Who’s the greatest producer of all time? Behind most seminal albums is a studio visionary, moulding artists’ raw talent into sonic splendour. Here’s 20 mix desk maestros with the best track-records for producing great records, as voted for by you – starting with Timbaland. The innovator’s early ’00s collaborations with the likes of Missy Elliott and Justin Timberlake dragged R&B into the future.
DJ Premier has had a hand in some of rap’s most genre-defining records. With credits on Biggie’s ‘Ready To Die’, Jay Z’s ‘Reasonable Doubt’ and Nas’ ‘Illmatic’, on which he sculpted Big Apple anthem ‘NY State of Mind’, Premier’s loose, gritty beats have an inimitable quality to them that in the ’90s set a new benchmark for hip-hop beat-craft.
Want proof of the Neptunes extraordinary powers? Simply stare at their lengthy list of productions and try to pick a favourite. Their beats for Clipse? Britney’s still-amazing ‘I’m A Slave 4 U’? Snoop’s ‘Beautiful’? Their work as NERD? You can tell a Neptunes production a mile off – testament to their unique, game-changing style.
The late J Dilla is a hip-hop hero like no other – a man whose love for creating rap beats that bend boundaries was such that he continued making stunning instrumentals even while on his death bed in 2006, as he fought a rare blood disease. The ensuing album ‘Donuts’ is a stone-cold classic.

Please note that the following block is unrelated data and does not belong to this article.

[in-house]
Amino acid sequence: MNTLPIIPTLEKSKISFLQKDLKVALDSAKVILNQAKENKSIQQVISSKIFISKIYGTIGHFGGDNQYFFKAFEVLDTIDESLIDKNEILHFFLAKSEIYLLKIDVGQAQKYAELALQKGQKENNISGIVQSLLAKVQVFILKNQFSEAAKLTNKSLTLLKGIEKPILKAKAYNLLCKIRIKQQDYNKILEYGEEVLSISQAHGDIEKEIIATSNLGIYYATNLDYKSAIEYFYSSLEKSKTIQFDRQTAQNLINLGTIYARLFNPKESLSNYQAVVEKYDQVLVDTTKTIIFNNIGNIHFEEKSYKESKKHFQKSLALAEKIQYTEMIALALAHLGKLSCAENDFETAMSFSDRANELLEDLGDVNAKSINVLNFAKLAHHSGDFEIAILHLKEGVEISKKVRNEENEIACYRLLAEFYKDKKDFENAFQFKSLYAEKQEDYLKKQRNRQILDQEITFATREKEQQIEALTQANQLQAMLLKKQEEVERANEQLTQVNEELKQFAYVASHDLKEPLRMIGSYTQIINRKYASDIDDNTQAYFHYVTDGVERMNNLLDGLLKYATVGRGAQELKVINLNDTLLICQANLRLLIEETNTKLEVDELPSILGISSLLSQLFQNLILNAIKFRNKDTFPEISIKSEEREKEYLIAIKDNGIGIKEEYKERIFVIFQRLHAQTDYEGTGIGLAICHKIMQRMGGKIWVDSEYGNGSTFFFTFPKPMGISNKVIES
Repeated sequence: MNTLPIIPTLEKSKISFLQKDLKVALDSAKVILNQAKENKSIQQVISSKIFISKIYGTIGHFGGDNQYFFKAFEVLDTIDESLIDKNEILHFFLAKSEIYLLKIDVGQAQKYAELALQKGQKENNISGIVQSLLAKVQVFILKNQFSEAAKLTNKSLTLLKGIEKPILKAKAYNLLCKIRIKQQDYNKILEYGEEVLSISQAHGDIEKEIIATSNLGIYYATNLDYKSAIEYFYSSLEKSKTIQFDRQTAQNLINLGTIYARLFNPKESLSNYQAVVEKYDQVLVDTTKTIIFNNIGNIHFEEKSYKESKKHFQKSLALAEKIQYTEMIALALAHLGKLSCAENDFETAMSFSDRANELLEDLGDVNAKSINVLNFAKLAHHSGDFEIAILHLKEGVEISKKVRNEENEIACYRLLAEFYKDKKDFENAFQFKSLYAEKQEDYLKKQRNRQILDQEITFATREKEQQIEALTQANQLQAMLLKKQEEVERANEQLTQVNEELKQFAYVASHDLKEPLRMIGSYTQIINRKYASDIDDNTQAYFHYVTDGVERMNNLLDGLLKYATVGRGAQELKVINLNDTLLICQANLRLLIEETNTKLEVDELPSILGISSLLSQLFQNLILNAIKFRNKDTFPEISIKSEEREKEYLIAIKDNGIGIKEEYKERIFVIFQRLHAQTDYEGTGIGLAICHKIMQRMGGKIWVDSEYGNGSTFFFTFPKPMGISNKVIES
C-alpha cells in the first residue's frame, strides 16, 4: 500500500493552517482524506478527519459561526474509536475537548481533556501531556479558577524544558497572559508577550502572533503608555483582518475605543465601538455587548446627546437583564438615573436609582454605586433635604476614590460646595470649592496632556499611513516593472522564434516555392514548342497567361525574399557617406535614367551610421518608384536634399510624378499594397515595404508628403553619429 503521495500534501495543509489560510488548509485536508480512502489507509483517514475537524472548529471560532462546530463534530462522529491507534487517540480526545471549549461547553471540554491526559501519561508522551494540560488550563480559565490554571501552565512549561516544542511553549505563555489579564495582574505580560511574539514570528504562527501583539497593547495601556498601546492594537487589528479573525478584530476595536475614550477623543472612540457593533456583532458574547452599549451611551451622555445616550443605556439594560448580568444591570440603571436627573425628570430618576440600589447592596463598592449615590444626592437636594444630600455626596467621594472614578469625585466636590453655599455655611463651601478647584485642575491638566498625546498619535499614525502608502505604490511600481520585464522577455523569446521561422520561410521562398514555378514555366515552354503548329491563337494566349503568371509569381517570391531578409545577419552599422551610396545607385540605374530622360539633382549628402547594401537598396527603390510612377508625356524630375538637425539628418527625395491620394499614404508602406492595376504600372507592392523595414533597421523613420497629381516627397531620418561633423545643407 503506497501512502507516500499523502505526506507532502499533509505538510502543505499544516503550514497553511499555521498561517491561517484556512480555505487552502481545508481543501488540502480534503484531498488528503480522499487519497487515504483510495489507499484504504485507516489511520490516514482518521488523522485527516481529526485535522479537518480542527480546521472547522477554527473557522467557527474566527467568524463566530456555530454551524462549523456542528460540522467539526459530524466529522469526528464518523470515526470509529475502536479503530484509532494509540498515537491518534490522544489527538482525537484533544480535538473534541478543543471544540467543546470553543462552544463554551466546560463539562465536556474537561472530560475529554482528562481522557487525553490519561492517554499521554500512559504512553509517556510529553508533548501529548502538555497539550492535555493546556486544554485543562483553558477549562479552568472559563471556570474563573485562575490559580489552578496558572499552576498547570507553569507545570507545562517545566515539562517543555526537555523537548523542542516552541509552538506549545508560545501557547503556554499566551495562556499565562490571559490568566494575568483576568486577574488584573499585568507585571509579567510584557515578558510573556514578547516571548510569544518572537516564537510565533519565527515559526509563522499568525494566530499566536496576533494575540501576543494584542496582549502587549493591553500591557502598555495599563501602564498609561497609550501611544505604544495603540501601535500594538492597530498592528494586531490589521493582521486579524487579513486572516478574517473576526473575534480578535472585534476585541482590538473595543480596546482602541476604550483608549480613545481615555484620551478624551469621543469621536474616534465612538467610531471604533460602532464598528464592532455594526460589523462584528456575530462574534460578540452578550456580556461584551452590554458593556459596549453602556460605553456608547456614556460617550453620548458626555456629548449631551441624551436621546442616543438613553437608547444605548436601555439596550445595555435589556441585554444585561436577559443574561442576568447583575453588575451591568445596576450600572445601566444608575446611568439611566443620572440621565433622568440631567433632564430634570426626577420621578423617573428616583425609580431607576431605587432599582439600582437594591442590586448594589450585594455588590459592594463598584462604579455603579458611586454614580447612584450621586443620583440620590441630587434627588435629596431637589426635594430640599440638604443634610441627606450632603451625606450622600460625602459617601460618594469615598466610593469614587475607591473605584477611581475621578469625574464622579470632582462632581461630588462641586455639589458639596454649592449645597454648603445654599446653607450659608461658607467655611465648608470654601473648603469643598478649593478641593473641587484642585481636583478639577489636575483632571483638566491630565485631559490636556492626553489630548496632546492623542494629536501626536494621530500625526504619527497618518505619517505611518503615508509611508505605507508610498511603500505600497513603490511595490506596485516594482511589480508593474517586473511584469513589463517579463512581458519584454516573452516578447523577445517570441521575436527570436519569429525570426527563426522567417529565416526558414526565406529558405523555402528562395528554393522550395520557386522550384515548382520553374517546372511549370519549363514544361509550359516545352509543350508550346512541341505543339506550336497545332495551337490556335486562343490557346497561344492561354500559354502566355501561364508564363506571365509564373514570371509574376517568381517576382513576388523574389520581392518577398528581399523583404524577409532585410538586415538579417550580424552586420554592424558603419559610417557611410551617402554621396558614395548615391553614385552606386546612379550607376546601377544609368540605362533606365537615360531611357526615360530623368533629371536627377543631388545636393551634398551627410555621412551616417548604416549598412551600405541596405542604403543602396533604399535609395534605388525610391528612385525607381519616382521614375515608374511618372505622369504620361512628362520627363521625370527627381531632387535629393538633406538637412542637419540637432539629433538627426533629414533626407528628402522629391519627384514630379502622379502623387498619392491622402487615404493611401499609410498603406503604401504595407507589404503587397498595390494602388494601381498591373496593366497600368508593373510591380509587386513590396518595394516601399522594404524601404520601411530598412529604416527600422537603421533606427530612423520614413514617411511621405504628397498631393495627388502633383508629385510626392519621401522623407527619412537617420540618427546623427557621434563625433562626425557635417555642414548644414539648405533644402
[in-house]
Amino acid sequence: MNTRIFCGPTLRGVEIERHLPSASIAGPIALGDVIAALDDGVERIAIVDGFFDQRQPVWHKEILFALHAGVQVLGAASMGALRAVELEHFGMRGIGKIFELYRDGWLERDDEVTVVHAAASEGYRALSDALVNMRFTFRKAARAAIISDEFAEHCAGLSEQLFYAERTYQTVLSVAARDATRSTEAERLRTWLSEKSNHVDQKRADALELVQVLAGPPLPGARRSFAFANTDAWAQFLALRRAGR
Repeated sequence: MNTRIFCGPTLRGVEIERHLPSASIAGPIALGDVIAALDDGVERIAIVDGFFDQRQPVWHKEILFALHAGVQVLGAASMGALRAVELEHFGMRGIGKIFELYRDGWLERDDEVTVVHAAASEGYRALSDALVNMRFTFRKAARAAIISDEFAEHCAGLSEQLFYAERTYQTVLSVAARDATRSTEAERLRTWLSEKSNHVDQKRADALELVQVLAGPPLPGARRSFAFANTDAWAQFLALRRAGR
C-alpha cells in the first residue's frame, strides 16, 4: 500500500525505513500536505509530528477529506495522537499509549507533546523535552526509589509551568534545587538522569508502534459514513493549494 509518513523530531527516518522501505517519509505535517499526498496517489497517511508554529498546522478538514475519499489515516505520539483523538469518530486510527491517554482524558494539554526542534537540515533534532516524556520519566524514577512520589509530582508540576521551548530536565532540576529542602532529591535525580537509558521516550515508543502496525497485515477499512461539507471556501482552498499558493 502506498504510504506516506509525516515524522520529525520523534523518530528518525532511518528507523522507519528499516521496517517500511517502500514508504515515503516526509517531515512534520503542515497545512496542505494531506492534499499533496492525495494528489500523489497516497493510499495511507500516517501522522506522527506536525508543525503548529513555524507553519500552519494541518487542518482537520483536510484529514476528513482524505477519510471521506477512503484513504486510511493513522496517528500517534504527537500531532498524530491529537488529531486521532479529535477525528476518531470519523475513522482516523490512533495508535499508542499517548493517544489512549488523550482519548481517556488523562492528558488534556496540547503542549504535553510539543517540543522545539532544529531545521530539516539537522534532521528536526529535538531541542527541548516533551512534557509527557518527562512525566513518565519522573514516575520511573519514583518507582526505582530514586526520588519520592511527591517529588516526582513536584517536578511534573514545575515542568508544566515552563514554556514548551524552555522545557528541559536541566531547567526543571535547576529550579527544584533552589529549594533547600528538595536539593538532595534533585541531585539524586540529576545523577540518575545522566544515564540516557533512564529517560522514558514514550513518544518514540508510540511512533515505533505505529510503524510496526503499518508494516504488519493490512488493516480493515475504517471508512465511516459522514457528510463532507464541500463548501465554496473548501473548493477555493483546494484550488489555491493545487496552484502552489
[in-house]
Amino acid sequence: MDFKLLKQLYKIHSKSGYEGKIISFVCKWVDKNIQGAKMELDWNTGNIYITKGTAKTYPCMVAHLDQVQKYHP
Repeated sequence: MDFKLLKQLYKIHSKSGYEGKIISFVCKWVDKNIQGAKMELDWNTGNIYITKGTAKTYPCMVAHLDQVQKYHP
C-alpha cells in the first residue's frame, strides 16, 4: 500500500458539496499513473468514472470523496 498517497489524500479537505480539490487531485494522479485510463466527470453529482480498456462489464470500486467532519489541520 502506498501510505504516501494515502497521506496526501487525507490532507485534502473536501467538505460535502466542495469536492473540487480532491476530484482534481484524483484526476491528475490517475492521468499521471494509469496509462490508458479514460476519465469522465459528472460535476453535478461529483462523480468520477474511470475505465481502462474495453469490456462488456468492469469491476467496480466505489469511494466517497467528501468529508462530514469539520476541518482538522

Behind one of the greatest rap crews of all time is one of the greatest producers of all time. Wu-Tang Clan would be nowhere without RZA’s dazzling productions – the launching pad for Wu’s electric raps.
Mark Ronson renovated pop music in the ’00s; his slick brass-accompanied sound full of bound-around-the-room sugar rush energy. He moulded Amy Winehouse into a superstar, reimagined classics by everyone from Radiohead to The Smiths on an accomplished solo album and last year, breathed a new lease of life into Paul McCartney on the Beatle’s latest solo outing. Not bad, eh?
What do Azealia Banks, Adele, Paul McCartney, Primal Scream and Cee Lo Green have in company? The answer’s not what but who – the brilliant Paul Epworth. An Oscar winner for his Skyfall theme with Adele, the Londoner’s been at the forefront of assured, sophisticated pop for over a decade now.
Flood is another legend of British recording. You only need to look at the bleak, dusty world he created with PJ Harvey on 2011’s Mercury-winning ‘Let England Shake’ to understand why – as enveloping sonics go, you can’t go wrong with Mr. Mark Ellis. New Order, Nick Cave and the Killers have all enlisted his talents, but maybe his most famous work is with U2.
When the Tornados hit in the 1960s – featuring none other than Matt Bellamy’s dad, fact fans – it was unlike anything anyone had heard before. Joe Meek was the man responsible for their rich, rousing sound, packing claviolines, bizarre distortions and weird sonic effects into tracks from his home studio above a Holloway Road shop. A studio genius, make no mistake.
It says a lot about Dre’s pedigree as a producer and rapper that almost fifteen years on from his last album, 1999’s ‘2001’, the fast-ebbing world of music is still on tenterhooks for his next release. A genuine pioneer, the NWA mastermind’s magnificence in the studio has made him as well known for his productions as his bassy rhyming as a rapper.